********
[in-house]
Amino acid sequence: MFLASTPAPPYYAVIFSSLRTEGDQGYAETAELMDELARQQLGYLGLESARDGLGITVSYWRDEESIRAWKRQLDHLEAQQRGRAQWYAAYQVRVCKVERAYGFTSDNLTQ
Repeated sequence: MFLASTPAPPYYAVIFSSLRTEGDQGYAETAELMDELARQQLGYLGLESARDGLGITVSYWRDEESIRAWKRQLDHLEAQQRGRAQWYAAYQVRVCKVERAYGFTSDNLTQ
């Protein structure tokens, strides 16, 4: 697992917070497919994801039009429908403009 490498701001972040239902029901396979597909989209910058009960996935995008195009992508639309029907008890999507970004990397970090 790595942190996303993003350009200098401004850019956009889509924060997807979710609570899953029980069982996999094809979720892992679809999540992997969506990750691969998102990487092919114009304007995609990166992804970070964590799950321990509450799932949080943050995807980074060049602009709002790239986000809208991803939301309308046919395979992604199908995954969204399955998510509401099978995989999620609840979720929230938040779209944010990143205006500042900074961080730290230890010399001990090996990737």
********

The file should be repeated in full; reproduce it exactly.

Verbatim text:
[in-house]
Amino acid sequence: MFLASTPAPPYYAVIFSSLRTEGDQGYAETAELMDELARQQLGYLGLESARDGLGITVSYWRDEESIRAWKRQLDHLEAQQRGRAQWYAAYQVRVCKVERAYGFTSDNLTQ
Repeated sequence: MFLASTPAPPYYAVIFSSLRTEGDQGYAETAELMDELARQQLGYLGLESARDGLGITVSYWRDEESIRAWKRQLDHLEAQQRGRAQWYAAYQVRVCKVERAYGFTSDNLTQ
């Protein structure tokens, strides 16, 4: 697992917070497919994801039009429908403009 490498701001972040239902029901396979597909989209910058009960996935995008195009992508639309029907008890999507970004990397970090 790595942190996303993003350009200098401004850019956009889509924060997807979710609570899953029980069982996999094809979720892992679809999540992997969506990750691969998102990487092919114009304007995609990166992804970070964590799950321990509450799932949080943050995807980074060049602009709002790239986000809208991803939301309308046919395979992604199908995954969204399955998510509401099978995989999620609840979720929230938040779209944010990143205006500042900074961080730290230890010399001990090996990737």